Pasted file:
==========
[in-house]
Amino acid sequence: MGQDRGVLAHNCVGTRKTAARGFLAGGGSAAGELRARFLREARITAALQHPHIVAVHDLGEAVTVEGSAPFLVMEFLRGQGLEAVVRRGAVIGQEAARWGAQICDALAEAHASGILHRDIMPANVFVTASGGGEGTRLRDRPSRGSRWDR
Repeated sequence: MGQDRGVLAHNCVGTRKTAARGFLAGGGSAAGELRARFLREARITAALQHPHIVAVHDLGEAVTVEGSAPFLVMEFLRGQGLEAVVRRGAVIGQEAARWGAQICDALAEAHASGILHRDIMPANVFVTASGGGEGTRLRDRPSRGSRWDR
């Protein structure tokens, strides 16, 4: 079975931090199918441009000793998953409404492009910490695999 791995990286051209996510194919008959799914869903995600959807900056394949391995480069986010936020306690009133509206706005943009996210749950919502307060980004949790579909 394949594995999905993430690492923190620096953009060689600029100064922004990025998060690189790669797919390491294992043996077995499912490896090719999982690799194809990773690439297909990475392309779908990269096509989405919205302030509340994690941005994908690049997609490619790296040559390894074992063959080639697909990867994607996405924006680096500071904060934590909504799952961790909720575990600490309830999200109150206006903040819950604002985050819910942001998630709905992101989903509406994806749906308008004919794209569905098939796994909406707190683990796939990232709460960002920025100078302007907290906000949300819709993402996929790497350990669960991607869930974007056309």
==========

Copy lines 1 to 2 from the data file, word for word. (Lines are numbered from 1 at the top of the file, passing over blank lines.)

[in-house]
Amino acid sequence: MGQDRGVLAHNCVGTRKTAARGFLAGGGSAAGELRARFLREARITAALQHPHIVAVHDLGEAVTVEGSAPFLVMEFLRGQGLEAVVRRGAVIGQEAARWGAQICDALAEAHASGILHRDIMPANVFVTASGGGEGTRLRDRPSRGSRWDR